But Judges Donn Livingston and Eileen Trujillo won’t be back on the Denver bench full-time for a while. They are also helping part-time Judge John W. Davis and Judge Mimi Tsankov to whittle the pile-up of cases at the Aurora Detention Center where wait times that are not supposed to exceed 60 days have stretched to six months.

Syracuse University’s Transactional Records Access Clearinghouse, which tracks immigration court statistics, currently reports 256 cases pending at that facility with an average wait time of 113 days.

In the downtown Denver court, the clearinghouse lists the average wait time at 811 days compared to a national average for the 56 U.S. Immigration courts at 598 days.

We have one of the smaller courts here in Denver, and I think we feel this a little more acutely,” said Denver immigration attorney Jennifer Casey, who also serves as an immigration-court liaison to the American Immigration Lawyers Association.

The Denver court covers a four-state area (Colorado, North Dakota, South Dakota and Wyoming) with only three full-time judges. It is designated to have seven judges, but there have been several retirements in recent years. The appointment of more judges has languished in budgetary and political problems.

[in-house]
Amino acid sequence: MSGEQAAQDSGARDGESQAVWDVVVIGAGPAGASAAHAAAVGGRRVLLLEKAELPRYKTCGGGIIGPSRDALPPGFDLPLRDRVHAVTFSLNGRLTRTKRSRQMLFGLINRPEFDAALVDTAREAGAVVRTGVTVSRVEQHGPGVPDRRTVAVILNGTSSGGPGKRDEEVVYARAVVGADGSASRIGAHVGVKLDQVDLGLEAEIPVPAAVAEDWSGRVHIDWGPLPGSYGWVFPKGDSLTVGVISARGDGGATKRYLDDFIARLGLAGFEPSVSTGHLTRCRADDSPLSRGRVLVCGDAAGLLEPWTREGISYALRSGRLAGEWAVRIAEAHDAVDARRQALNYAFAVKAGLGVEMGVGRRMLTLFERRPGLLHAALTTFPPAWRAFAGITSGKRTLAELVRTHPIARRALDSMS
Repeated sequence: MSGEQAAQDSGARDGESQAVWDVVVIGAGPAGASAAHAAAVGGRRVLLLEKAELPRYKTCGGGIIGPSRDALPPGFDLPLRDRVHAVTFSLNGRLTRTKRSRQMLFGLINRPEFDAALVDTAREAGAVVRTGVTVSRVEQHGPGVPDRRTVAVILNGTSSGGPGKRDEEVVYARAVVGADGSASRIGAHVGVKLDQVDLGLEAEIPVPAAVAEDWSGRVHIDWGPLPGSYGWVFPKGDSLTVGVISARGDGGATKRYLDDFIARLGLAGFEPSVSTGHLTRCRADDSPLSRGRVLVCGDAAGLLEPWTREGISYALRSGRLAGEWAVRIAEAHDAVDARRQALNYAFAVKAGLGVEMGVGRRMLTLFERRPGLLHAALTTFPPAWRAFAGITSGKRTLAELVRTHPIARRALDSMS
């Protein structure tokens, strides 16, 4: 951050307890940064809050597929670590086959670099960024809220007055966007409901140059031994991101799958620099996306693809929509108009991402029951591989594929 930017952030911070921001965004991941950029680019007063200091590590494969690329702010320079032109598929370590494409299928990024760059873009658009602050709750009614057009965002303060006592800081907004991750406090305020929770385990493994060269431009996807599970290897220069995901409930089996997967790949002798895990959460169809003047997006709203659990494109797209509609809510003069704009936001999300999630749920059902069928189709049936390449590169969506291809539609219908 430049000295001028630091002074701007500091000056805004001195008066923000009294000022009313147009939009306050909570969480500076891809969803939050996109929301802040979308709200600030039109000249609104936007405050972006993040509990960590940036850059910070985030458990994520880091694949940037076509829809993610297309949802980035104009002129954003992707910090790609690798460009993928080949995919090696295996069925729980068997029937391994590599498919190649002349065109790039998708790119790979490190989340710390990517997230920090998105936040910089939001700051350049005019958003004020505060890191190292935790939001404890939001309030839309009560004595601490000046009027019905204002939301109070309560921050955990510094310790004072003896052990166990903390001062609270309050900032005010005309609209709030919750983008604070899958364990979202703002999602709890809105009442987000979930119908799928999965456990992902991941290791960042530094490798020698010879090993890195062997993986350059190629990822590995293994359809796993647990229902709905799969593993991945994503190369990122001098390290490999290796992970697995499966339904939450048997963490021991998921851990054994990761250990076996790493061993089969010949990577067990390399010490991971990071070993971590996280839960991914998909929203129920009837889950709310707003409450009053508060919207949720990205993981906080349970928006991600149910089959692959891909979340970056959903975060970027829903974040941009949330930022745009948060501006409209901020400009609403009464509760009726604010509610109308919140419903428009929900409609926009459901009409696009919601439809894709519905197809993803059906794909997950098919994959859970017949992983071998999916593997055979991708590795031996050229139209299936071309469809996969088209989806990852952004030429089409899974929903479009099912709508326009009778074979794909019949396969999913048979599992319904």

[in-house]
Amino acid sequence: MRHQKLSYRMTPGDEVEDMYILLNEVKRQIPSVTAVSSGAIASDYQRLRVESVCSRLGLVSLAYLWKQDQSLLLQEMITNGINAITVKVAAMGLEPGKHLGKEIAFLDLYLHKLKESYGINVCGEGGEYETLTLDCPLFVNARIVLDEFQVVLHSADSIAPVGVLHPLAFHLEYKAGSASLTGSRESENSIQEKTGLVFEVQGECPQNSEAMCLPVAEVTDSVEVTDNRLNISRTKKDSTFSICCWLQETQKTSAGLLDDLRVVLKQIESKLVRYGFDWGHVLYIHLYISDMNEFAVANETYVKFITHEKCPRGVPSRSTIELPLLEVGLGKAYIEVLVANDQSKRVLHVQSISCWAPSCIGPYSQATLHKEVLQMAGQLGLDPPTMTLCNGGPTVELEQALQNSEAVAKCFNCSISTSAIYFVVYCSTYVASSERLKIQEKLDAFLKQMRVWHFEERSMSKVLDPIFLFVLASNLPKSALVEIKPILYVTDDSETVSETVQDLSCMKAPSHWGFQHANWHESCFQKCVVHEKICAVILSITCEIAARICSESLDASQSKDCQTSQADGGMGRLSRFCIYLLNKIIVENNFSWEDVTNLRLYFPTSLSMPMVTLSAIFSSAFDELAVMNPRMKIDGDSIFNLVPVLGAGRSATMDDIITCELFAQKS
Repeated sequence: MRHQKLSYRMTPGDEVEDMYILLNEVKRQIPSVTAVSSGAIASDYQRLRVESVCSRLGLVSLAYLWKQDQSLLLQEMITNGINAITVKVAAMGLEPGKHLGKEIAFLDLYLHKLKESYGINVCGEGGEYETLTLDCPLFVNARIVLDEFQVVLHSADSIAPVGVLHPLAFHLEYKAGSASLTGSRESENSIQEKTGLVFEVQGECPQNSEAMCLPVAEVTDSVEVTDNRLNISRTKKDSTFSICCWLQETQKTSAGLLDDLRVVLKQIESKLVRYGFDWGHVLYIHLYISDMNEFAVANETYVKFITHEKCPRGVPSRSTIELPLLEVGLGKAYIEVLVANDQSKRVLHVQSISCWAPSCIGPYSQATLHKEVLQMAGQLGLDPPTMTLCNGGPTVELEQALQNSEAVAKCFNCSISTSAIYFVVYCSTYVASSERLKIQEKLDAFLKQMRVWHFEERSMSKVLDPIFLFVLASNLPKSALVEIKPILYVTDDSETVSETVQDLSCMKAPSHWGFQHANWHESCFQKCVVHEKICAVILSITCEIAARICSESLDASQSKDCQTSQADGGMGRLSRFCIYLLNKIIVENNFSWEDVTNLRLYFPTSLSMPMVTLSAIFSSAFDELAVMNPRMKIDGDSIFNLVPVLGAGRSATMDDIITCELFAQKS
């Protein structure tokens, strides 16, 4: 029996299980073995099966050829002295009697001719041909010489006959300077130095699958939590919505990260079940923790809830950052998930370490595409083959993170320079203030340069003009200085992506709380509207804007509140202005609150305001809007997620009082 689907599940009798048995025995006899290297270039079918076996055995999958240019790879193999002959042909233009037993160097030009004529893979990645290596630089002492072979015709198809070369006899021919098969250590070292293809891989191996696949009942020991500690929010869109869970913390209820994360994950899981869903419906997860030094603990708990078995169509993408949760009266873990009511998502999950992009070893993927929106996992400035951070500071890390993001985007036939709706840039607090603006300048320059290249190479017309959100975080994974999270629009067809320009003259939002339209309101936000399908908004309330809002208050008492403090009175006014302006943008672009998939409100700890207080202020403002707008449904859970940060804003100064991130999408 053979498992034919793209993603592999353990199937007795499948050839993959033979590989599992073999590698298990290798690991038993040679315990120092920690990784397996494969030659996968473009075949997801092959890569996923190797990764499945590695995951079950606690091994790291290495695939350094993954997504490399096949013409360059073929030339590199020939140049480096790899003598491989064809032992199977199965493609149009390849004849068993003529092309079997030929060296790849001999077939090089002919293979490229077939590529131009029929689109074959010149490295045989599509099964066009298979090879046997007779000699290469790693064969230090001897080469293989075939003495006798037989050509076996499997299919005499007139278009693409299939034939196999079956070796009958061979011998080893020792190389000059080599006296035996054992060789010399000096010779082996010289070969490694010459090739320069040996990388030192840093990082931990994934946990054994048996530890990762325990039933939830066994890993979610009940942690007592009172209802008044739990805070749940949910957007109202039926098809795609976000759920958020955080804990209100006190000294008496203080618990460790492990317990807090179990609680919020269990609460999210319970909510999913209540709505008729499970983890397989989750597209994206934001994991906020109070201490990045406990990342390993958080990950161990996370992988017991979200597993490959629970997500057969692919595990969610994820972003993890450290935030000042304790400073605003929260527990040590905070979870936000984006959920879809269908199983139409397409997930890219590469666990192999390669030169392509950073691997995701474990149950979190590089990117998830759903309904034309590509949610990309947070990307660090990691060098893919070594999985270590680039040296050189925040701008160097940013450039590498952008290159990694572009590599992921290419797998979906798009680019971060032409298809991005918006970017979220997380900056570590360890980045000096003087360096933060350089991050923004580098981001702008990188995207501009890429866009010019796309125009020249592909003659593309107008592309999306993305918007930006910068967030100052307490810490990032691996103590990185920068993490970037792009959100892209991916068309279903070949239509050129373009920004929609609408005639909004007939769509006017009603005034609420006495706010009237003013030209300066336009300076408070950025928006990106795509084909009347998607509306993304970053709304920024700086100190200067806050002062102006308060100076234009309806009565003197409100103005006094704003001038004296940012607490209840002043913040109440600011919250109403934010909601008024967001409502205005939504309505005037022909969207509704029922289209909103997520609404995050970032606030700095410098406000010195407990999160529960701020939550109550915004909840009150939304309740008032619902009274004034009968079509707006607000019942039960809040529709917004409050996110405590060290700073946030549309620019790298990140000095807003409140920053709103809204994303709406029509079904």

The situation in the Denver court has grown more acute since October, 2014, when two judges were directed to set aside their normal dockets and to hear only video cases for unaccompanied minors and mothers-with-children detained in Artesia, N.M and later Dilley, Texas. That was part of a national Justice Department shuffle designed to move these priority cases more quickly through a system staggering under a national backlog of more than 440,000 cases.

The numbers of cases considered priority shot up during a surge of unaccompanied minors and mothers with children who began crossing the southern border in 2013 in response to increasing gang violence in Central America. The U.S. government retrofitted a law enforcement training center in remote Artesia that year to house hundreds of these immigrants. Last year, Artesia was closed when a new detention center was built near Dilley.